This week marks a full year of me working (mostly) from home and dealing with the pandemic. Last March I thought we would be back in the office by April. Back then, everyone was talking about the “new normal.” For months, people have waited for things to go back to the way they were before the health crisis began. Here we are now, a year later, still wondering when this will end. As I have said last year, things will not get back to “normal,” so quit waiting for it to happen.
Recently, I watched a lecture during which the speaker briefly talked about then (pre-pandemic) vs. now. He said that the old times are not coming back and it is not even something we need to mourn. There were things back then that we thought were OK but now we know needed improvement. Humans are creatures of habit. Even though I enjoy reinventing things, I also see no reason for change if things are working well. However, turbulent times shake you up enough to prompt you to rethink the world around you. Change is needed. Not for the sake of change but for the sake of actual improvement and advancement.
Check out my old article on change: Change is ever-changing.
In the past couple of weeks, I spoke a lot with people from different states and we compared different restrictions imposed due to the COVID-19 pandemic. It is fascinating to be able to hear how different regions deal with the issue and what impact it has on the residents of those areas. I know that for me, winters are rough when you are freezing for months on end and do not get to see the sun at all for a large part of that time. Add onto that the inability to do anything “fun” like going out to eat, to the movies, or to a museum, and you have a great recipe of success… for depression. Today, I am grateful to not be in that situation but I know some of you might be, and so I hope that this will soon change. Spring is right around the corner! (I hate the concept of Daylight Saving! My body knows that the evil alarm clock is lying to it. No, it is not 7am. It is 6!!!)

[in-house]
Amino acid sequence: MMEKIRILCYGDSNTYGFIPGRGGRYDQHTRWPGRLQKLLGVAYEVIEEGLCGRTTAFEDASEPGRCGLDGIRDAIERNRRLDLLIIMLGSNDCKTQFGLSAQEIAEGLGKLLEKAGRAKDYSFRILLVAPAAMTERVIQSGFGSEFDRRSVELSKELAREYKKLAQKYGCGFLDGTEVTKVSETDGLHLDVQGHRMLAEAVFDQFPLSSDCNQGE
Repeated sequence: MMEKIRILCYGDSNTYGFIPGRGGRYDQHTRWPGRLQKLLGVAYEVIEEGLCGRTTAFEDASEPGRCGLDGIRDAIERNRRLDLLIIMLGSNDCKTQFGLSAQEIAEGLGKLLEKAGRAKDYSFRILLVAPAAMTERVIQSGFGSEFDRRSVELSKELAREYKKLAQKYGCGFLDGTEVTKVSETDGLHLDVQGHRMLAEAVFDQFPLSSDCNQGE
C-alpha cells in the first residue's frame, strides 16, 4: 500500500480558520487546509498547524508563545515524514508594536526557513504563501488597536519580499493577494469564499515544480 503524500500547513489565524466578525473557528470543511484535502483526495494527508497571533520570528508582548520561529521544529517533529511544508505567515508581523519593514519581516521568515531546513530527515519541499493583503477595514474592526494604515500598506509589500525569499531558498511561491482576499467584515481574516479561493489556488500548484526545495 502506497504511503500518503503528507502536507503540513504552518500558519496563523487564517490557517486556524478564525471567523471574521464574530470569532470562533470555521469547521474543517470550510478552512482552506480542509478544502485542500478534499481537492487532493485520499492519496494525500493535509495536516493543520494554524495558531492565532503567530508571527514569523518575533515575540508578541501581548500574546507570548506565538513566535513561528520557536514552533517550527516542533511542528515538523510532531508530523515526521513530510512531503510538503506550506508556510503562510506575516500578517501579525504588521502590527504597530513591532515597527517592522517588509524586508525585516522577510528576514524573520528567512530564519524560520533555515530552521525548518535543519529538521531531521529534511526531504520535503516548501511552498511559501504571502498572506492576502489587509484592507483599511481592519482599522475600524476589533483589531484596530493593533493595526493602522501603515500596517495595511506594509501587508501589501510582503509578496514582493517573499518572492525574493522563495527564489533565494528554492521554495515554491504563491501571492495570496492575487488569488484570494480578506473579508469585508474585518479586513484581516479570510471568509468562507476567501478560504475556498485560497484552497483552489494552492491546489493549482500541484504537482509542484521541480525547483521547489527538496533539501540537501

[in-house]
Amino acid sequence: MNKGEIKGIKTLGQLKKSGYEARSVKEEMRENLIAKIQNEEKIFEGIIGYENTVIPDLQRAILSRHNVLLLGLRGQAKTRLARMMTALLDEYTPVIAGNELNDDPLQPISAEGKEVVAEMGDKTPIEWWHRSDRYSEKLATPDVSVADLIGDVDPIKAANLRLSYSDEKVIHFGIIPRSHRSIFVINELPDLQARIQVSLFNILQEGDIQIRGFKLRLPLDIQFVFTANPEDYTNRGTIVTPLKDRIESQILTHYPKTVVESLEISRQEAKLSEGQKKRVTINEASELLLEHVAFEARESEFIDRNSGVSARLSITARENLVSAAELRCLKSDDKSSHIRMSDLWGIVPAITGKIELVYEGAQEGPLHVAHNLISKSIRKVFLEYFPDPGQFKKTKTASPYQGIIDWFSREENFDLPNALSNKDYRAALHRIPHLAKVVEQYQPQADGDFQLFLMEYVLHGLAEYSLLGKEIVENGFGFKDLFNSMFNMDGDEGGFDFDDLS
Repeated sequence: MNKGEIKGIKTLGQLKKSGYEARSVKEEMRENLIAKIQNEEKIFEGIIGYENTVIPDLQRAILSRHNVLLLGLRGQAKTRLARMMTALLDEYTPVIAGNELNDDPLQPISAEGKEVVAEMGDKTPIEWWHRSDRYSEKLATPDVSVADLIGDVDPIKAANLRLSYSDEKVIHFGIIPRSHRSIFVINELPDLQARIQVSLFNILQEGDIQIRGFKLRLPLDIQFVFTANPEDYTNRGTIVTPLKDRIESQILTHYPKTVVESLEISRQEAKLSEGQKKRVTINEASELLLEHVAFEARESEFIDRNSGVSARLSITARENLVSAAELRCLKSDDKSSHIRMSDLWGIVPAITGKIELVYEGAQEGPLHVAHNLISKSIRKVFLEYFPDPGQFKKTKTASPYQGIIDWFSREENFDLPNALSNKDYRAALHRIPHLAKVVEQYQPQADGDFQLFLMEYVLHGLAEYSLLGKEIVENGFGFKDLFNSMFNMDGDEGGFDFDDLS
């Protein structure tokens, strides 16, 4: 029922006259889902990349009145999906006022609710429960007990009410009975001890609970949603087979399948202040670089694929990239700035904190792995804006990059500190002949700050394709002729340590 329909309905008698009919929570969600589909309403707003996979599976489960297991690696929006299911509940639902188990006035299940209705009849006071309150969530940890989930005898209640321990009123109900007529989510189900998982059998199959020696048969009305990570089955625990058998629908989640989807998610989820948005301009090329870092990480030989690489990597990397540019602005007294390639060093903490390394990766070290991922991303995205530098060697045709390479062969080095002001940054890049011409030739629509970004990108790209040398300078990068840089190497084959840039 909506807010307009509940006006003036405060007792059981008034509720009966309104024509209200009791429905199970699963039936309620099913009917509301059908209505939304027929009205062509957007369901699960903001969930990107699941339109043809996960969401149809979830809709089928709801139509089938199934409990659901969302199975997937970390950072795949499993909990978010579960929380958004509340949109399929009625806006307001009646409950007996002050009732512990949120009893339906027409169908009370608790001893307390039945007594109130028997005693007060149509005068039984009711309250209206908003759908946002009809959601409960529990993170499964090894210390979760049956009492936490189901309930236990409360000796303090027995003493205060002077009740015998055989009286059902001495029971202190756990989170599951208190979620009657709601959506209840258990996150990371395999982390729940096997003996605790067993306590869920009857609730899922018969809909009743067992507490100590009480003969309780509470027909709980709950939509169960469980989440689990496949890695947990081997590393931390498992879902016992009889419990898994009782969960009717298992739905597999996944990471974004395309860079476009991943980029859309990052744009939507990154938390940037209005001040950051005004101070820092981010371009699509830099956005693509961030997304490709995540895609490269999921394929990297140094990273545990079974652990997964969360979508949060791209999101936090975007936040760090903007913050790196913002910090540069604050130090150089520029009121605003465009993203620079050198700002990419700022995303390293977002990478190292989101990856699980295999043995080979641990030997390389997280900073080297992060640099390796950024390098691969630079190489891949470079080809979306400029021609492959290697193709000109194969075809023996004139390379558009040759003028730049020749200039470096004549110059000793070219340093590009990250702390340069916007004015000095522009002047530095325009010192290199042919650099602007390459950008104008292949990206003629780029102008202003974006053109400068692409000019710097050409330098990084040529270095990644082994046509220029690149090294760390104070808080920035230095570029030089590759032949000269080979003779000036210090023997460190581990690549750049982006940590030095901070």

What is the best human motivator? Studies show that money is NOT the motivator that is most sought out by employees. Instead, people prefer to feel like they are recognized for their work (pat on the back) and that they feel they are a part of something bigger. However, money definitely helps and California is a great example of that. Right now, there is a lot of money being promised to districts of that state if they choose to re-open in-person learning for K-12 kids. In NROP: We don’t need no education., I shared some of my own arguments for the re-opening of schools. That was back in July of last year. It is hard for me to hear that some states are still stuck in the past, insisting on remote learning, waiting for the pandemic to “blow over.” We have been through this already – waiting is not an option because we are NOT going back to how things were a year and a bit ago. The state of Oregon requires that schools offer in-person learning beginning mid-April for K-12 kids. Chicago and New York opened their schools for elementary students, but have no plan for high-school students as of yet.